Rampage in Nice
In the algorithm of grief, how do we figure out the truck attack on holiday-makers in Nice?
We in the news trade have a formula of sorts to determine the “worth” of a story. We go by what is known in J-school as the “elements” of news. Significance: How important is this story, how many people will it affect? Prominence: How well-known or important are the people involved? Proximity: How near did an event occur to the location of the reader? Timing: How recently did it occur? Other elements that may add to or detract from the value of a story are: oddity, drama, or what is otherwise known as “human interest.”
Another interpretation of the hierarchy of news values is the situation depicted by a well-known cartoon strip. A plane full of white politicians and rich business people crashes into a mountain. Of course, the story lands on the front pages and the prime newscasts of most newspapers and TV stations around the world. At about the same time, another plane, with the same number of passengers who are as a whole poor “ordinary” travelers, also crashes. Where does the story land in the media? Depending on where the passengers or airline originated, it could end up on the front page or in “foreign” news. But it’s doubtful if the tragedy would merit international or even regional coverage.
“Objectivity” may be a prime value among journalists, but we all know that a thousand things color the judgments made by reporters, desk people, editors, and even readers every day. And the judgments journalists render depends very much on who we are, what we value, and who or what we think is important.
As another journalist said, tongue-in-cheek, at a media conference: “News is whatever interests an editor at a particular time.” If the editor of a paper is a stamp collector, chances are the sale of a rare stamp will merit front-page treatment.
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Which brings us back to Nice.
In previous weeks and months, there were several posts on social media commenting on the varying degrees of coverage of the sadly escalating number of “terrorist” attacks in different parts of the world. While there was almost blanket coverage of shootings, suicide bombings and attacks carried out in Europe and in the United States, many observed, similar rampages, with perhaps even more victims, carried out in the Middle East, Africa and Asia were largely ignored by international media.
Or, there may have been obligatory coverage, but the “tone” of the coverage and commentary—so difficult to measure by any metric—was so much more muted or perfunctory for incidents that took place in the developing world, or involving people of color.
There are those who will raise an eyebrow at the emotional reaction in the days after the Bastille Day truck attack. But one point we need to remember is that, aside from the locale of the scene of mayhem and murder, the victims were people of different races and faiths, including some Tunisian migrants to France, like the prime suspect who was found dead when the truck he was driving finally came to a stop.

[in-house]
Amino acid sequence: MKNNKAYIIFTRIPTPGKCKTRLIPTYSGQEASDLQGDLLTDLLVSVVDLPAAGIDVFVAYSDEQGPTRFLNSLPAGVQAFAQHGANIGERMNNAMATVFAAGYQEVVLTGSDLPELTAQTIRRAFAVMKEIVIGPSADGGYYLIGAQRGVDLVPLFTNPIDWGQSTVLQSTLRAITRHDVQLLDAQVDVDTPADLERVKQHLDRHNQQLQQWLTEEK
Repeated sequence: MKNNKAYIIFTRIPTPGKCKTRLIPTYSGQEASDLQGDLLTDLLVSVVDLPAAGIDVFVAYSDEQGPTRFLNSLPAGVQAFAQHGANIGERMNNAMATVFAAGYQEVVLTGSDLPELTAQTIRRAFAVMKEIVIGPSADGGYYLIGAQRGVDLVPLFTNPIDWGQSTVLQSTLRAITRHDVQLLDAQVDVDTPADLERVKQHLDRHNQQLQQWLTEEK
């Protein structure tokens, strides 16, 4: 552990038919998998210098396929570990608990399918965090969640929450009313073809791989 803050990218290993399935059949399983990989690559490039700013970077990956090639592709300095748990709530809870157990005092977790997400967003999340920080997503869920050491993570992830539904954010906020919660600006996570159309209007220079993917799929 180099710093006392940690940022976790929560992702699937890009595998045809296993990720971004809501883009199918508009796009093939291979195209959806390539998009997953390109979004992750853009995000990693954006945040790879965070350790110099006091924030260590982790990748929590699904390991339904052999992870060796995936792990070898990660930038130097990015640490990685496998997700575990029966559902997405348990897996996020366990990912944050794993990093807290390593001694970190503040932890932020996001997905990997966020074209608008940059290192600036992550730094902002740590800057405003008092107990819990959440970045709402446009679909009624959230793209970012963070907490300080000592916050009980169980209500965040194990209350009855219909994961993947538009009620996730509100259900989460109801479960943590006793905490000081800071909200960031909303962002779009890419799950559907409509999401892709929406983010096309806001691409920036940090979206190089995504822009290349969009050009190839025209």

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And human interest there was and is aplenty in Nice.
“There are a lot of crazy people in this world,” Madame Bourmault, who lives two minutes from the promenade or seaside walk where the attack took place, told The Guardian.
“What else can you say?” she added, recalling the early hours of the celebration when “in a fraction of a second, the music stopped and there was a lot of screaming. Everyone was running and no one was helping.”
By latest count, 84 people, including 10 children, were killed that Thursday night. A total of 202 people were injured, while 52 remain in critical care, including three or four children in “extremely critical condition.”
The most interesting, compelling and mystifying human interest story from the tragedy is that of the attacker, Mohamed Lahouaiej-Bouhlel, who was born in Tunis but had lived in France for many years. Working as a chauffeur and delivery man, Lahouaiej-Bouhlel had had a history of making threats and of violence and petty theft, police in Nice said. In both instances when he was haled to court, the driver was handed suspended sentences.
But so far he has not been linked to terror organizations nor has there been “evidence of radicalization,” as was the case with other suspects involved in terrorist attacks. Many of them were migrants—or even residents—who seemed to have been drawn to radicalism, particularly the type espoused by the Islamic State, through the internet or during visits to their countries of origin.
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There is a strong possibility that Lahouaiej-Bouhlel was what law enforcers call a “lone wolf.” And it is frightening indeed that “crazy people,” or simply individuals with deep-seated personal resentments that they have projected onto the bigger society, can find ideological, cultural, or even religious justifications for their actions.
And the sad truth of the matter is that the media may have something to do with this development. Is it possible that the coverage we have given to mass attacks and massacres have not only fired up the imagination of unhinged individuals, but have also given them blueprints for bringing their deadly impulses to life?
In the wake of the rampage in Nice in the midst of fireworks to celebrate Bastille Day, it is difficult to remain immune to feelings of horror, anger, shock and grief at this story. How one man felt no compunction about ramming into a crowd of revelers, all of whom wanted nothing more than to gather by the seaside to celebrate a country’s independence, is a matter for reflection, and for remembering, now, more than ever, to live as if each day is your last.
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